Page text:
Improved understanding on the reinforcement of low-temperature hydrogenated nitrile butadiene rubber composites by in situ polymerization of unsaturated metal methacrylate: influences of salt cation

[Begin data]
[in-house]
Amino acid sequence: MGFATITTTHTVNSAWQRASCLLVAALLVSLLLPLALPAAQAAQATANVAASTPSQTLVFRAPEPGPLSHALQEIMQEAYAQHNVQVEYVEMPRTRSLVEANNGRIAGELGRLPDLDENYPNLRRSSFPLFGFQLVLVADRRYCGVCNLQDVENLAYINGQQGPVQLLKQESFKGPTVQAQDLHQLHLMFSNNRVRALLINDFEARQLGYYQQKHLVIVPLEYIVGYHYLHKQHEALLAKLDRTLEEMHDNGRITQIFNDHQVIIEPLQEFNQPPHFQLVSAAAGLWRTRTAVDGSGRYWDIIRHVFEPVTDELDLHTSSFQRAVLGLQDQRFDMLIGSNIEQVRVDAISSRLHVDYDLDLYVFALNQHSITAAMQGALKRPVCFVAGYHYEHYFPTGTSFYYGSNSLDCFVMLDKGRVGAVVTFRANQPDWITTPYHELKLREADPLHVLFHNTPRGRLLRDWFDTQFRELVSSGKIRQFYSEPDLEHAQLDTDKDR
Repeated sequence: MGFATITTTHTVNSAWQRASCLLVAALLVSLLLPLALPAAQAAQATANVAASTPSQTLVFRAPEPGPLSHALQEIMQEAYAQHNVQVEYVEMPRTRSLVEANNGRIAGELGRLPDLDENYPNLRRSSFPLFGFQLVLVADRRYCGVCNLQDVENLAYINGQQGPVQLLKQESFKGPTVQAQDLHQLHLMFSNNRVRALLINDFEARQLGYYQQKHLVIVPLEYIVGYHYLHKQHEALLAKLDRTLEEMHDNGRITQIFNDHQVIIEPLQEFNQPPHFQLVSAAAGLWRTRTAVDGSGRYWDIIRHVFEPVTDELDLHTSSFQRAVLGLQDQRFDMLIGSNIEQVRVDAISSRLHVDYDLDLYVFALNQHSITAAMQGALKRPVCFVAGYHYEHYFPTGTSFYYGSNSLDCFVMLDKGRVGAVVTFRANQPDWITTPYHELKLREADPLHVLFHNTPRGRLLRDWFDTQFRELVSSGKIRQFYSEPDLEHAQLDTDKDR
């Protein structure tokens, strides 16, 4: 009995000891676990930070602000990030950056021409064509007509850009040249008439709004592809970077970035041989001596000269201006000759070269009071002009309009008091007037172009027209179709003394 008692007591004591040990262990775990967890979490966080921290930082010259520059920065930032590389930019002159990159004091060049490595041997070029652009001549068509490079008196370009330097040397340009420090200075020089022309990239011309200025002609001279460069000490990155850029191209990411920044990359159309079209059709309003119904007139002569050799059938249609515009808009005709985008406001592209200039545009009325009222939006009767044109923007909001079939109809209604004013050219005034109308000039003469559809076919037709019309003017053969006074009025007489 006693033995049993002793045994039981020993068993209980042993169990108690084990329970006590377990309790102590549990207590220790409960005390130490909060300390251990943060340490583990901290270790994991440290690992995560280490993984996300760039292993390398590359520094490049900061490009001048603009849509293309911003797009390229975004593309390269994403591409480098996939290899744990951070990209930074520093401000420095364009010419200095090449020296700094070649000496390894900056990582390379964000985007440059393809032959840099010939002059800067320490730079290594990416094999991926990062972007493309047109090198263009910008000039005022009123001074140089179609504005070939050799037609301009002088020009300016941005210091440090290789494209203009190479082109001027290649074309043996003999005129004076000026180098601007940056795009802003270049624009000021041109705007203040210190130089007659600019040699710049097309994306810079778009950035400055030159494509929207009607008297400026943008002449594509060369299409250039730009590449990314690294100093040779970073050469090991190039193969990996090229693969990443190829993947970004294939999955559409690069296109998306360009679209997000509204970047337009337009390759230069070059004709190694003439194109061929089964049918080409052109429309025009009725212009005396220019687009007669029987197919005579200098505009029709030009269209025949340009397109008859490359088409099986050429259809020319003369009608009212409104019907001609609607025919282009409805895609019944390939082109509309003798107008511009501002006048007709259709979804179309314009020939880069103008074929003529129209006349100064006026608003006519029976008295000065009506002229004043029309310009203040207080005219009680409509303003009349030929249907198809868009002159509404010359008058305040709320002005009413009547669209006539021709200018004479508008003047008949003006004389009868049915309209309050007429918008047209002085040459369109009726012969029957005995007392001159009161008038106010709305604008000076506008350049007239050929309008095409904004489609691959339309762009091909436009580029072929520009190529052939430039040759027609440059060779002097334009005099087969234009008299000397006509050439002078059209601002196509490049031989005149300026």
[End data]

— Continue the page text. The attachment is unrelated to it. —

In situ reaction of unsaturated metal methacrylate (UMM) has captured scientists’ attention due to its importance in reinforcing low-temperature-grade hydrogenated acrylonitrile butadiene rubber (LTG-HNBR). In this article, LTG-HNBR composites with in situ polymerized sodium (Na+), magnesium (Mg2+) and aluminum (Al3+) methacrylates were successfully fabricated for the purpose of investigating the roles of their salt cations on the reinforcement of the rubber. When the cation valence rose, UMM self-polymerized to produce poly(UMM) and then converted to hybrid structures including poly(UMM) and grafting components to the rubber chains; even unreacted aggregations of UMM during the vulcanization of the matrix. Low solubility of UMM with trivalent cation (Al3+) complicated the composite system, decreasing its conversion of poly(UMM) and growing polymethylacrylic acid. Once UMM was fully dissolved, the poly(UMM) developed into fine, dispersed nanoparticles. Monovalent cation (Na+) drove these dispersed particles to arrange as band-like nano-topographies. Reinforcement of the rubber matrix was greatly affected by the generation of poly(UMM) where a tiny amount of aluminum polymethacrylate (i.e. poly(AlMMA)) gave rise to poor reinforcements. So the morphology and chemical structure of poly(UMM) and the solubility of UMM induced by its cations have a remarkable impact on reinforcement of rubber matrices. We believe that choosing the cation species of UMM may be a simple method to control the reinforcement of rubber composites.